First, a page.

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Foreign assistance to Northern Triangle countries (El Salvador, Guatemala, and Honduras) is meant to promote prosperity, good governance, and security in the region.
In 2003, the United States signed Compacts of Free Association with the Federated States of Micronesia (FSM) and the Republic of the Marshall Islands (RMI), amending a 1986 compact with the countries. The amended compacts provide the countries with a combined total of $3.
U.S. law authorizes aid for nonviolent democratic change in Cuba. From 1996-2005, the Department of State (State) and the U.S. Agency for International Development (USAID) awarded grants totaling $74 million to support such change.
In January 2004, Congress established the Millennium Challenge Corporation (MCC) to administer the Millennium Challenge Account. MCC's mission is to reduce poverty by supporting sustainable, transformative economic growth in developing countries that create and maintain sound policy environments.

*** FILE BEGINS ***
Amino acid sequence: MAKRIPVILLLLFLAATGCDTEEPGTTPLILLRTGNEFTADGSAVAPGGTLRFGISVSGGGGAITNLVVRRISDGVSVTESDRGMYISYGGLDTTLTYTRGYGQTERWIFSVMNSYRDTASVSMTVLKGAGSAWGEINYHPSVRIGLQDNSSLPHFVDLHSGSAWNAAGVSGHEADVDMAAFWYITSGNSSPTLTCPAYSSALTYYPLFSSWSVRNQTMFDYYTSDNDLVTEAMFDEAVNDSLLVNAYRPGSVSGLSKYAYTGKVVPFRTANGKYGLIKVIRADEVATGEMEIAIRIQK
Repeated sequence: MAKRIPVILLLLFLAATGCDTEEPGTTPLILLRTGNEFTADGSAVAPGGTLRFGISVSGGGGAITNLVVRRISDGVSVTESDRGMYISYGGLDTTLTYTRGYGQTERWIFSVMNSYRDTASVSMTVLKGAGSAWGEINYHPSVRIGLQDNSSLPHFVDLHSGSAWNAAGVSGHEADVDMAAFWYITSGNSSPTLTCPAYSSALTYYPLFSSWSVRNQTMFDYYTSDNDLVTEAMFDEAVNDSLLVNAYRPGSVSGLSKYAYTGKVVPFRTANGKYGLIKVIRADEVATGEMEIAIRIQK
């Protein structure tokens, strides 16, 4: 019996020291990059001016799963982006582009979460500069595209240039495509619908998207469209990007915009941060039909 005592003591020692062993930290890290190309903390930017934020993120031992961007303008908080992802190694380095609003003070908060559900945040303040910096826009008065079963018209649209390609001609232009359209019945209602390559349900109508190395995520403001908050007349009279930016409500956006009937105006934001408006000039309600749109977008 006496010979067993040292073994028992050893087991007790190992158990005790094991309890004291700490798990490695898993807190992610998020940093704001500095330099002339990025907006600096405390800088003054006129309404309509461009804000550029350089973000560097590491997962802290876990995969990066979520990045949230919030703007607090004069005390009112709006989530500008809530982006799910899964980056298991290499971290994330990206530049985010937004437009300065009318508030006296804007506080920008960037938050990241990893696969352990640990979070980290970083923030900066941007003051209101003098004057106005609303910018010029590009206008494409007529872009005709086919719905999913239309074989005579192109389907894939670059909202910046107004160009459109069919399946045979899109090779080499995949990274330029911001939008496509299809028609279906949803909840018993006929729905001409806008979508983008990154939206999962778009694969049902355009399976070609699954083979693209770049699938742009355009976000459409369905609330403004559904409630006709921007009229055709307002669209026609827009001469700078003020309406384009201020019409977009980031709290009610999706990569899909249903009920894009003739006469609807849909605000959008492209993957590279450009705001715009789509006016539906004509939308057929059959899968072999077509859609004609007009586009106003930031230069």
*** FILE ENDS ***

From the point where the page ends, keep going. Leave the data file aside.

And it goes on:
In regulating exports of dual-use items, which have both commercial and military applications, the Department of Commerce's Bureau of Industry and Security (BIS) seeks to allow U.S. companies to compete globally while minimizing the risk of items falling into the wrong hands.
According to the National Strategy for Victory in Iraq (NSVI) issued by the National Security Council (NSC), prevailing in Iraq is a vital U.S. interest because it will help win the war on terror and make America safer, stronger, and more certain of its future.
In 1987, the United States began providing economic aid to the Federated States of Micronesia (FSM) and the Republic of the Marshall Islands (RMI) through a Compact of Free Association. In 2004, through amended compacts with the FSM and the RMI, the United States committed to provide more than $3.